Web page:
Every superhero has to have his nemesis, and Marvel’s “Daredevil” show on Netflix is no exception. Facing off against Charlie Cox’s Matt Murdock is Wilson Fisk, or the Kingpin, as he’s also known. As played by Vincent D’Onofrio, Fisk is a man of refined tastes, whose methods may differ from Murdoch’s, but who ultimately seems to want the same thing: a better neighborhood. D’Onofrio is a veteran of “Law and Order: Criminal Intent” and has some experience playing bad guys. You might remember him from his enjoyably creepy turn as the bug villain in the original “Men in Black.” We talked to him about moving to Netflix and who the real villain is here.

How does this show feel different from your experience with network television on "Law and Order"?

I don’t think of it as series television. It’s completely different. And I knew that. It’s funny because it’s not that long ago, but you look back on that and it seems prehistoric, that whole approach. Network television is a monster. It’s an absolute monster. You can do good stuff. We did good stuff for a few years on that show, but the work becomes so much a part of the stamina you need to do it that it becomes what you need overall to survive that. Whereas when you do something like this, it’s all creative.

Were you very aware of Fisk before you started working on the show?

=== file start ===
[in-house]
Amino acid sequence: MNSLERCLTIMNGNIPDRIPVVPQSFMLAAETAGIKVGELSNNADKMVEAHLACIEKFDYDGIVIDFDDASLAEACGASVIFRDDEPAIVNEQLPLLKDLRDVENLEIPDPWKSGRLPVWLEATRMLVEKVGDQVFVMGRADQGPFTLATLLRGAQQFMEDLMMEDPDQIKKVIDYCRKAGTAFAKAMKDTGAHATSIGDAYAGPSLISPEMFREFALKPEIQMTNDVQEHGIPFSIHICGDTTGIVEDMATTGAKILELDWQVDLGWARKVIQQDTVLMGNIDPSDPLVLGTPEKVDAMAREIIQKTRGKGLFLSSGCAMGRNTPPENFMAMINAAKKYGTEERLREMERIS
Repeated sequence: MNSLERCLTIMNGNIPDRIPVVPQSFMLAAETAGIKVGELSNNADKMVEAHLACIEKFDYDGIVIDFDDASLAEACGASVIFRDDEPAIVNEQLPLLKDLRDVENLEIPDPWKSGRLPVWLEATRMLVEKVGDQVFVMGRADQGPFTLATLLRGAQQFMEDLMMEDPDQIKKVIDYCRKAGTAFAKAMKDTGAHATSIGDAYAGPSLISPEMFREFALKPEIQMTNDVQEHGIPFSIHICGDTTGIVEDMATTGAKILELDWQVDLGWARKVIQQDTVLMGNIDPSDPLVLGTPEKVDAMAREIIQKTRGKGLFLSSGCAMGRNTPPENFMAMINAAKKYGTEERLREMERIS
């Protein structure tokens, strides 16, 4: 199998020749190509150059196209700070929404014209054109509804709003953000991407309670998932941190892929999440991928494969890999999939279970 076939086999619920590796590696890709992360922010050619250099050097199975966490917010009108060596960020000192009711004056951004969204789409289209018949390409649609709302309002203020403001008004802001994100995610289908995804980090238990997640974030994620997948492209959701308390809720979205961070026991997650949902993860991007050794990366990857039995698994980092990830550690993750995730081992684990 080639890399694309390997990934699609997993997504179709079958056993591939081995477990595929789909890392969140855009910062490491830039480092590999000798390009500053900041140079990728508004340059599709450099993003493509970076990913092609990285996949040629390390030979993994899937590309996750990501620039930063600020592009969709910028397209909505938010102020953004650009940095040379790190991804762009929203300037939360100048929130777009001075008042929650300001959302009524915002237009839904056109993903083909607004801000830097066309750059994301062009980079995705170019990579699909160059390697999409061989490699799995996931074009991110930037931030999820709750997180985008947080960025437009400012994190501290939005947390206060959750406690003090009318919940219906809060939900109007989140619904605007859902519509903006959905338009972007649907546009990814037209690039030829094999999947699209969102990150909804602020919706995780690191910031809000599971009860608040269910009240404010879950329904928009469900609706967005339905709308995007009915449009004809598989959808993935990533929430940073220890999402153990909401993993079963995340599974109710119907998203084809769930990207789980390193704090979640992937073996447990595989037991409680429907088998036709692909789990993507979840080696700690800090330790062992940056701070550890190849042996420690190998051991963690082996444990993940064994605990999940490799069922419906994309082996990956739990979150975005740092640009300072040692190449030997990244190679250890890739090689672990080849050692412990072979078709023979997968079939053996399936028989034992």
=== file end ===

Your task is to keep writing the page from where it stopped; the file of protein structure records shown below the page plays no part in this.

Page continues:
I knew of Wilson Fisk from Spiderman. I knew Daredevil’s origin story, but I was never an avid reader of “Daredevil.” I’d never associated Wilson Fisk with Daredevil until recently. When I started to do all my homework and read up on the rebooted series and the new series of Daredevil, he was such an important character.

He’s kind of an unusual villain, in that we get to see him have a life outside of his criminal career.

And how interesting is that? You get to play this complicated character who’s not black and white, who is falling in love with the woman who’s going to be the woman in his life for the rest of his life, and at the same time, he’s dealing with all this other stuff that he believes in.

Your character is referenced repeatedly by other characters before he ever shows up onscreen. Is it fun for you to come in knowing the audience already has some expectations?

It’s happened to me in a couple movies before. I call it the Harry Lime syndrome. It’s the best way to start your character in the film, is that everybody talks about you for a full act before you appear. That’s the great thing about some character acting roles. In “The Third Man,” that’s exactly what happens. Harry Lime is not introduced until you know exactly what everybody’s opinion is of him. And Fisk is much like that.

What’s the most important thing to know about Fisk?

Fisk is honest. He’s true to himself. And he has a vision for the city. He wants to make Hell’s Kitchen a better place, and New York a better place to live in. He’s very introverted and lonely. And the Fisk in our story, you get to see that, and you get to see him evolve. To me, he’s like this evolving, emotional creature. And you get to watch a lot of that go on in our series.

So he’s got similar goals to Daredevil, but he goes about it in a different way.

I think in a better way than Daredevil does.

Wilson Fisk: a better hero than Matt Murdoch?

I think he’s the one that everybody should believe in.